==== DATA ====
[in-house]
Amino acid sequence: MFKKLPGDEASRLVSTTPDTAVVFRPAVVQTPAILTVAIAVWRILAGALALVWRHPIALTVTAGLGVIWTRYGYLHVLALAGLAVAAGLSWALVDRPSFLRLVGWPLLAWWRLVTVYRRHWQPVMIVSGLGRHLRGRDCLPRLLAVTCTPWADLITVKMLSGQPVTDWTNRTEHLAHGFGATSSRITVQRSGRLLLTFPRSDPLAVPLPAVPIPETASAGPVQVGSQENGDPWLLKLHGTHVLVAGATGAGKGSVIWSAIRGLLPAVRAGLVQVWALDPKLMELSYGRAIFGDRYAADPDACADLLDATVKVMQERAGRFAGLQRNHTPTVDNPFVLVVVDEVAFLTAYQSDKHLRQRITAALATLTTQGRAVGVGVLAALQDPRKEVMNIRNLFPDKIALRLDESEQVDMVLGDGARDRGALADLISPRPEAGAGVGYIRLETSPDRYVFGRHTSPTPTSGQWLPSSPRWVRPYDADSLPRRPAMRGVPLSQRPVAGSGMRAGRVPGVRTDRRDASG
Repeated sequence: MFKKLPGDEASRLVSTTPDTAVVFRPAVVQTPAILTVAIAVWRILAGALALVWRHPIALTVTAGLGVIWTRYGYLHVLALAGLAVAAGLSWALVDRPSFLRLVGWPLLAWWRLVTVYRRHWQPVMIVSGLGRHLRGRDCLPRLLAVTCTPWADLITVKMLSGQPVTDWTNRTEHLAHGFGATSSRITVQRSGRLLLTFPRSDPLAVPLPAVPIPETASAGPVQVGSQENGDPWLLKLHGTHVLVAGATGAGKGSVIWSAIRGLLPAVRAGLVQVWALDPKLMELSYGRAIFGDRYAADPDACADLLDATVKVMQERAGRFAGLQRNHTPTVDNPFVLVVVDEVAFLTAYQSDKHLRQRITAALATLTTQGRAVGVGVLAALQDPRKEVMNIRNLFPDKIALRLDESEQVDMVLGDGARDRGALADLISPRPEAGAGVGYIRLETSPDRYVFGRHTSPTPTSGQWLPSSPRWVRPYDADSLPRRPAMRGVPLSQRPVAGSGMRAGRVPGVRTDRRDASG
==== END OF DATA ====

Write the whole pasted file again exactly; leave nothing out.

[in-house]
Amino acid sequence: MFKKLPGDEASRLVSTTPDTAVVFRPAVVQTPAILTVAIAVWRILAGALALVWRHPIALTVTAGLGVIWTRYGYLHVLALAGLAVAAGLSWALVDRPSFLRLVGWPLLAWWRLVTVYRRHWQPVMIVSGLGRHLRGRDCLPRLLAVTCTPWADLITVKMLSGQPVTDWTNRTEHLAHGFGATSSRITVQRSGRLLLTFPRSDPLAVPLPAVPIPETASAGPVQVGSQENGDPWLLKLHGTHVLVAGATGAGKGSVIWSAIRGLLPAVRAGLVQVWALDPKLMELSYGRAIFGDRYAADPDACADLLDATVKVMQERAGRFAGLQRNHTPTVDNPFVLVVVDEVAFLTAYQSDKHLRQRITAALATLTTQGRAVGVGVLAALQDPRKEVMNIRNLFPDKIALRLDESEQVDMVLGDGARDRGALADLISPRPEAGAGVGYIRLETSPDRYVFGRHTSPTPTSGQWLPSSPRWVRPYDADSLPRRPAMRGVPLSQRPVAGSGMRAGRVPGVRTDRRDASG
Repeated sequence: MFKKLPGDEASRLVSTTPDTAVVFRPAVVQTPAILTVAIAVWRILAGALALVWRHPIALTVTAGLGVIWTRYGYLHVLALAGLAVAAGLSWALVDRPSFLRLVGWPLLAWWRLVTVYRRHWQPVMIVSGLGRHLRGRDCLPRLLAVTCTPWADLITVKMLSGQPVTDWTNRTEHLAHGFGATSSRITVQRSGRLLLTFPRSDPLAVPLPAVPIPETASAGPVQVGSQENGDPWLLKLHGTHVLVAGATGAGKGSVIWSAIRGLLPAVRAGLVQVWALDPKLMELSYGRAIFGDRYAADPDACADLLDATVKVMQERAGRFAGLQRNHTPTVDNPFVLVVVDEVAFLTAYQSDKHLRQRITAALATLTTQGRAVGVGVLAALQDPRKEVMNIRNLFPDKIALRLDESEQVDMVLGDGARDRGALADLISPRPEAGAGVGYIRLETSPDRYVFGRHTSPTPTSGQWLPSSPRWVRPYDADSLPRRPAMRGVPLSQRPVAGSGMRAGRVPGVRTDRRDASG